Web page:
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Hong Kong Stock Market Poised To End Losing Streak

The Hong Kong stock market has finished lower in three straight sessions, sinking more than 600 points or 2.4 percent along the way. The Hang Seng Index now sits just above the 24,300-point plateau although it may stop the bleeding on Tuesday.

The global forecast for the Asian markets is upbeat as hopes for a solid economic recovery outweighed a rising number of coronavirus cases worldwide. The European and U.S. markets were up and the Asian bourses are tipped to follow suit.

The Hang Seng finished sharply lower on Monday following losses from the financials, properties, casinos and oil and insurance companies.

For the day, the index dropped 248.71 points or 1.01 percent to finish at 24,301.28 after trading between 2,951.77 and 2,977.91.

Among the actives, CSPC Pharmaceutical plummeted 3.89 percent, while China Mobile plunged 3.00 percent, WH Group tanked 2.69 percent, Sands China tumbled 2.58 percent, Galaxy Entertainment skidded 2.31 percent, AIA Group retreated 2.29 percent, AAC Technologies declined 2.15 percent, China Life Insurance surrendered 1.52 percent, China Resources Land dropped 1.33 percent, CNOOC sank 1.26 percent, Techtronic Industries jumped 1.19 percent, CITIC shed 1.09 percent, Ping An Insurance lost 0.70 percent, BOC Hong Kong fell 0.61 percent, Hong Kong & China gas erased 0.33 percent, China Petroleum and Chemical (Sinopec) slid 0.30 percent, Industrial and Commercial Bank of China and New World Development both eased 0.21 percent and Tencent Holdings rose 0.21 percent.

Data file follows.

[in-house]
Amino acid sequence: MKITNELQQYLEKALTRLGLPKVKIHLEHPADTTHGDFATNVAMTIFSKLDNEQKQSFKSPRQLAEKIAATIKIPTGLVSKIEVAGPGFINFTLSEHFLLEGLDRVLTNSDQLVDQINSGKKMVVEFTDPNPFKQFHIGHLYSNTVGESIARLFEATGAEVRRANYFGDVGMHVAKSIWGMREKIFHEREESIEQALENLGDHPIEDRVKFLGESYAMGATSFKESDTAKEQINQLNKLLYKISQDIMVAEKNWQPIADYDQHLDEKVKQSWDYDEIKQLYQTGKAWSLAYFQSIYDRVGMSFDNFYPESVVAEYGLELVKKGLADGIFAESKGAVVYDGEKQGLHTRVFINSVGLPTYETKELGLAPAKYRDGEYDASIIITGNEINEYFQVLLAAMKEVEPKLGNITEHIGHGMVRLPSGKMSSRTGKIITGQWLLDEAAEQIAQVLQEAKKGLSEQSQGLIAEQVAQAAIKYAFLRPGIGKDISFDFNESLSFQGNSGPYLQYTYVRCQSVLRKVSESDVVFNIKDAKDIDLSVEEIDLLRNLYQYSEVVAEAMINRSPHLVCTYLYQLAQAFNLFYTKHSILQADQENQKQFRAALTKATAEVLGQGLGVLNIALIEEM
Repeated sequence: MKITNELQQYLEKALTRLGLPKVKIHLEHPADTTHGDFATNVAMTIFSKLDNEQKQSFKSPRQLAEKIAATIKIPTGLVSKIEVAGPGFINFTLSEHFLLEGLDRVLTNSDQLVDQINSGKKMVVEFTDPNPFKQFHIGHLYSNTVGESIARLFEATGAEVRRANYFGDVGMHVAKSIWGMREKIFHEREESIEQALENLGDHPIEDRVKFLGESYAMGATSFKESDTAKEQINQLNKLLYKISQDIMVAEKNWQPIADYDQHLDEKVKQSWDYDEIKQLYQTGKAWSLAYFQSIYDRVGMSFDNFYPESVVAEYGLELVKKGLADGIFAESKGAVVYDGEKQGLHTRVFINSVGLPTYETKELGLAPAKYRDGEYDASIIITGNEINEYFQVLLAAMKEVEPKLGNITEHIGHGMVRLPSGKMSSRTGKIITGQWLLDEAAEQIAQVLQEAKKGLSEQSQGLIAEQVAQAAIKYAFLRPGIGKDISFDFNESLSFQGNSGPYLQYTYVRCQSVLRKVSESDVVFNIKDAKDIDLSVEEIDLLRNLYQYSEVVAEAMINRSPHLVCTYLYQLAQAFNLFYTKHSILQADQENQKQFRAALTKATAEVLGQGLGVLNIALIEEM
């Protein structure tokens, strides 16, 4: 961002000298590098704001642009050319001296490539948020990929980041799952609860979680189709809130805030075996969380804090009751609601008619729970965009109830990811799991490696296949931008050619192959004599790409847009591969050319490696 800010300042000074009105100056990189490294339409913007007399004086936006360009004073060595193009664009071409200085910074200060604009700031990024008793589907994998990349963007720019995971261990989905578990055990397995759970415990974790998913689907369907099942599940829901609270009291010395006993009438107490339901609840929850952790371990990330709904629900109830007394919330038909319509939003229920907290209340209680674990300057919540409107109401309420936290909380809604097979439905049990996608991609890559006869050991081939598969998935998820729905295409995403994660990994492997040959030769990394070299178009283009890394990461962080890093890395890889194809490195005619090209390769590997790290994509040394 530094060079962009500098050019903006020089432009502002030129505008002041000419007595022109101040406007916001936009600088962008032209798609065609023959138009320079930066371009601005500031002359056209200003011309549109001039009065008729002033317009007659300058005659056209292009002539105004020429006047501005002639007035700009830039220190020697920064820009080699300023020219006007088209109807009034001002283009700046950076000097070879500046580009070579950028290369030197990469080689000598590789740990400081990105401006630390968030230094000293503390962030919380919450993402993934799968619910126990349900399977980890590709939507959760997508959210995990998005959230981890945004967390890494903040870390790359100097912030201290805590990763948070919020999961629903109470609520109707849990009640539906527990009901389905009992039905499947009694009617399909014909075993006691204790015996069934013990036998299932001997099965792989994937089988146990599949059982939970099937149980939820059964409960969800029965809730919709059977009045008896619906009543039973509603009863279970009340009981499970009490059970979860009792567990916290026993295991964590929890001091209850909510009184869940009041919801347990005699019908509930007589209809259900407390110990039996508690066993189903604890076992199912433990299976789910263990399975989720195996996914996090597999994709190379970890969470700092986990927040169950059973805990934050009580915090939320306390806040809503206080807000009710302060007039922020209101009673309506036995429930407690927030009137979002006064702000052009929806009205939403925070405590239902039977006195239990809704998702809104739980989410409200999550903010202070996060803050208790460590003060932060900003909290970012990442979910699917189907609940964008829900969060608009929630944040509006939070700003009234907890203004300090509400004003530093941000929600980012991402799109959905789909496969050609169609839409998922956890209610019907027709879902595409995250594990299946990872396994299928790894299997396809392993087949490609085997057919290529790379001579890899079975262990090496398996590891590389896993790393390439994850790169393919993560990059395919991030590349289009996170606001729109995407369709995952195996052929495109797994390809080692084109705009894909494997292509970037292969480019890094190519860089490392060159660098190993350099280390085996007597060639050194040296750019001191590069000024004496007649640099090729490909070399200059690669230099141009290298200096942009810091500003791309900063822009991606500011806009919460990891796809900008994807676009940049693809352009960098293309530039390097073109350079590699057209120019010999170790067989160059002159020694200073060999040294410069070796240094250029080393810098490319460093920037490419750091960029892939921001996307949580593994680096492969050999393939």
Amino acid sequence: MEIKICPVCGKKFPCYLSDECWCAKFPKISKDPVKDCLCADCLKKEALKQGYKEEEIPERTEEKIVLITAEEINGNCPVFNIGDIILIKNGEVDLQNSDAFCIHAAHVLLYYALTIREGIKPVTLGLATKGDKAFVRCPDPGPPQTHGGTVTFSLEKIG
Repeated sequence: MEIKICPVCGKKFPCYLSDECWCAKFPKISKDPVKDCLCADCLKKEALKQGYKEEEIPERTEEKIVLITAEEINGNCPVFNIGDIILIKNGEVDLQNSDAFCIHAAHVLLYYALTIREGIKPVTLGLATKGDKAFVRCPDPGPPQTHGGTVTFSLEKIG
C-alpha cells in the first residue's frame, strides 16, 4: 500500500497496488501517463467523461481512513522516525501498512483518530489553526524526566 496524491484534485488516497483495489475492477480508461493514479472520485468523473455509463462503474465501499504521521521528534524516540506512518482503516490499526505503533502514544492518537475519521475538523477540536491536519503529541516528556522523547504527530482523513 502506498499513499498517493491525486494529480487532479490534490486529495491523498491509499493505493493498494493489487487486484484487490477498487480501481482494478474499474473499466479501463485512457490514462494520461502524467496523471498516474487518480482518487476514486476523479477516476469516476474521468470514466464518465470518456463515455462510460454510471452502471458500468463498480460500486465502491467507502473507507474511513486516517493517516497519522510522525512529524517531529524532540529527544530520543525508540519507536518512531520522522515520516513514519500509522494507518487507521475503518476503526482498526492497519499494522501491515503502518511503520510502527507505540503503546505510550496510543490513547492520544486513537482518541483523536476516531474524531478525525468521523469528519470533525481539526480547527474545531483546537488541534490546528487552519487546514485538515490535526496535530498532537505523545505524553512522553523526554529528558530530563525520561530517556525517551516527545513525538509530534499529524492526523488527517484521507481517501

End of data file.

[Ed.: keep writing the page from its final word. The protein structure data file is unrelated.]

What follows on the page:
The lead from Wall Street is broadly positive as stocks shook off a soft open Monday to move solidly into the green, offsetting losses from the previous session.

The Dow surged 580 points or 2.32 percent to finish at 25,595.80, while the NASDAQ spiked 116.93 points or 1.20 percent to end at 9,874.15 and the S&P 500 soared 44.19 points or 1.47 percent to close at 3,053.24.

The soft open on Wall Street was in response to rising numbers of new cases of coronavirus in the U.S. and several other parts across the globe. Data from Johns Hopkins University showed the number of coronavirus cases worldwide has surpassed 10 million, while the global death toll from the pandemic rose to more than 500,000.

But the markets rebounded when the National Association of Realtors said that pending home sales in the United States surged a record 44.3 percent in May. Also, the Dallas Fed's manufacturing index fell less than expected, further stoking optimism for economic recovery.

Crude oil prices climbed higher Monday despite concerns about the outlook for energy demand amid the spike in the virus. West Texas Intermediate crude futures for August ended up $1.21 or 3.1 percent at $39.70 a barrel.

Closer to home, Hong Kong will release May figures for retail sales later today; in April, sales plummeted 37.5 percent on year.

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